Stop annoying your B2B audienceAdjust these five marketing habits to reach your B2B audience without badgering them. April 18, 2018
So you’re a B2B marketer. That’s a tough gig.
You’re vying for the attention of people who are notoriously busy, up to their eyeballs in emails, and generally overwhelmed with the daily process of putting out fires and taking names.
As marketing vet Mark Schaefer once wrote, “In my own beloved profession of marketing, the primary application of technology is to find increasingly sophisticated ways to annoy people.”
Why not sign up for monthly emails? Unlike these examples, we’ll actually send valuable stories that matter to your B2B business.
With the breadth of technology we have on hand these days, sure, it’s easy to rely on crude and sometimes downright aggravating tactics to capture the attention of your on-the-go audience.
It doesn’t need to be this way.
I sat down with a handful of department reps at Motum B2B to learn about the marketing strategies they find most annoying — and how to avoid them.
Demanding 10 minutes for 30 seconds’ worth of wisdom
In an industry where everyone is busy at all hours of the day, there’s one surefire way to get on their nerves: just act like everyone’s time is worthless, including yours.
To avoid that, your headlines and email subject lines should clearly communicate what readers can expect from your content — and tell people why they should care.
“People in B2B are busy, and they want to know what they’re getting for their time,” says Corinne Lynds, Editorial Director.
From a content perspective, Corinne says her pet peeve is uninformative stories with “no quotes, no facts, and no actual numbers.”
Instead she advises a practical approach: write content that speaks directly to your customers’ pain points, offers them concrete intel, and provides insight into their everyday challenges.
While you’re at it, why not sit down and talk to the customers you’re trying to reach?
“No one knows their business better than the people who actually work in B2B,” adds Corinne.
Fluffing it up
With too much focus on clickbait and fluff pieces, your social presence can easily cross the threshold from alluring to irritating.
Peddling “clickbait” essentially means dangling a juicy, key piece of information in front of your readers to entice them into reading an otherwise dull story.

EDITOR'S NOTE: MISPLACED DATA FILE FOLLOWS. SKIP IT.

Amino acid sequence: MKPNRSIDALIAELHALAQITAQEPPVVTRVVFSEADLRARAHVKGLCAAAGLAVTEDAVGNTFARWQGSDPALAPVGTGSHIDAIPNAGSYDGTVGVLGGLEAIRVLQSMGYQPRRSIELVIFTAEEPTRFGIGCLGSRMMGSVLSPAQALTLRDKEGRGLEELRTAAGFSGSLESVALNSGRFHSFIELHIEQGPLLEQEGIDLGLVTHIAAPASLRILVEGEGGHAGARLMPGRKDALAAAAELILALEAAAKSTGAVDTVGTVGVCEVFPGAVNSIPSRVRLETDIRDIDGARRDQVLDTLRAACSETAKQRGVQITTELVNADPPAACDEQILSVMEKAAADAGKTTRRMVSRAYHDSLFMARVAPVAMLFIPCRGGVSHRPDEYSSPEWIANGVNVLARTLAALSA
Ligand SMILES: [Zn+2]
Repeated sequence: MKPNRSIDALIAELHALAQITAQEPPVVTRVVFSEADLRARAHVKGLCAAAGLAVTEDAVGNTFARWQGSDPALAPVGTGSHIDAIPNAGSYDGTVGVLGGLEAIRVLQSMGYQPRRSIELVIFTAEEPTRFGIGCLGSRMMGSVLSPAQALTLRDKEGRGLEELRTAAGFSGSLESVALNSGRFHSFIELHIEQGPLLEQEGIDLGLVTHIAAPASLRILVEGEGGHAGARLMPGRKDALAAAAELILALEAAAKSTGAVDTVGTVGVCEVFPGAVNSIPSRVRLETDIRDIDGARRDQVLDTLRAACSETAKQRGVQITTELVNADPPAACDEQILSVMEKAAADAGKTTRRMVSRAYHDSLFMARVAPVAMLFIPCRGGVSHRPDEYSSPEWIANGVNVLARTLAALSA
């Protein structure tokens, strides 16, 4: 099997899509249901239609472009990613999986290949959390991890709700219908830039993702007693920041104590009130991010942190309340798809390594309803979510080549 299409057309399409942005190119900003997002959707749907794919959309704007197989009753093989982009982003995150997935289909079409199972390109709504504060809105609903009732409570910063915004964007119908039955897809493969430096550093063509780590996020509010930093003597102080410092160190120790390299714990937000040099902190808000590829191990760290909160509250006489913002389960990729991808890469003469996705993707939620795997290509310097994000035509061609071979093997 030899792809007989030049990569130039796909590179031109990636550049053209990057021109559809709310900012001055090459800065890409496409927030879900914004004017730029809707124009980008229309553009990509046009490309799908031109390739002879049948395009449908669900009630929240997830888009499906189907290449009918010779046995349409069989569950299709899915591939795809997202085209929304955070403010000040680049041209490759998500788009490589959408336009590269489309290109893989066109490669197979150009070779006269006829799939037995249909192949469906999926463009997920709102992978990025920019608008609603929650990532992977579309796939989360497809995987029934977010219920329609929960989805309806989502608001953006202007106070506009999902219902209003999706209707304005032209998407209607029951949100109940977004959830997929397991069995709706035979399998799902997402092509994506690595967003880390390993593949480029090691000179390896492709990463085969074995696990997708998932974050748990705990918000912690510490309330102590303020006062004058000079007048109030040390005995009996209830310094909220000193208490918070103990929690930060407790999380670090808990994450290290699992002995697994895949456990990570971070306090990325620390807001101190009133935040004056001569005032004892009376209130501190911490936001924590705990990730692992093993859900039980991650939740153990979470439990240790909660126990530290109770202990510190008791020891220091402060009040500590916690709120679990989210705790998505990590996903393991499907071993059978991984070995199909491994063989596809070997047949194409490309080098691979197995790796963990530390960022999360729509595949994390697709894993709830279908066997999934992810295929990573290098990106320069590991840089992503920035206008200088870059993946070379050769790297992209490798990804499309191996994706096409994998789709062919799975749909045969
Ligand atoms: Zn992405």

“It’s headlines like, ‘This person gave their jacket to a homeless person. What happened next will shock you’,” says Giles Lino, Social Media Strategist. “There’s an exceptional amount of cheese in these types of posts.”
Standard fluff posts are already annoying, but they can be particularly irksome in B2B social feeds, where followers expect to see stories that are more pertinent to their industries.
Giles notes that you can still share lighthearted posts (no one ever gets annoyed with dog GIFs) without relying on blatantly fluffy or sensationalized content.
The trick is to know your audience. When you understand what’s relevant to your followers, you’ll be better positioned to share content they find valuable and engaging.
Blasting as many people as possible…
When it comes to outbound emails, the word “blast” pretty much sums up the annoyance factor. B2B marketers often fall into the trap of targeting too many recipients at once — and painting their audience in overly broad strokes.
Contact list rentals are one of the more egregious examples. They may expand your email blast radius, but they tend to demolish ROI.
Natasha Shekhar, Marketing Coordinator of Engagement and Analytics, suggests narrowing your campaign recipients to a select range of targets.
“If you take out the redundant contacts, you’re not actually losing people who genuinely care about what you have to say,” says Natasha. Instead you reduce the total number of people you can aggravate with pointless emails.
Steve Lendt, Director of Engagement and Analytics, adds that a well-defined audience persona goes a long way towards more targeted emails.
…and then laser-focusing on one slice of data
Natasha believes marketers may set themselves up for frustration when they take a piecemeal look at their analytics data.
She says analytics tunnel vision can lead a marketer to “focus on one metric, like the bounce rate, instead of getting a full picture.”
The bounce rate shows you how many people made a single-page visit to your website. Looking at this metric alone can be misleading, says Steve, and prompt marketers to “panic that their campaign is failing.”
“If visitors go to your contact page to get a phone number, that’s a win!”
The habit of excluding useful metrics can lead to overreactions in future marketing campaigns, and it can generally act as a thorn in your side.
To get a big-picture view of any campaign, make sure you include strategic metrics like conversions, pages per session, and page values into your analytics and interpret your data as a whole.
Assaulting their eyeballs
Everyone on the Motum B2B web team agrees that intrusive visuals, videos that auto-play with sound, and pop-up ads are among the most obnoxious approaches in digital marketing.
“[It’s annoying] when the ad blocks half of the content on the page,” says Kelly McNamara, Web Developer. “I mean, I know what site I’m on. There is no need to yell.”
Fellow Web Developer Phil Richards echoes her sentiments.
“You know those ‘subscribe to our newsletter’ modals that pop up when you’re halfway through an article?” he says. “That’s the best way to ensure I will never subscribe to your newsletter. And probably won’t come back to your site.”
The web team advocates a more thoughtful approach to design. Elements like eye-catching visuals and attractive colour palettes can grab a viewer’s attention more effectively without invading their personal space.
Scratch that B2B content itch
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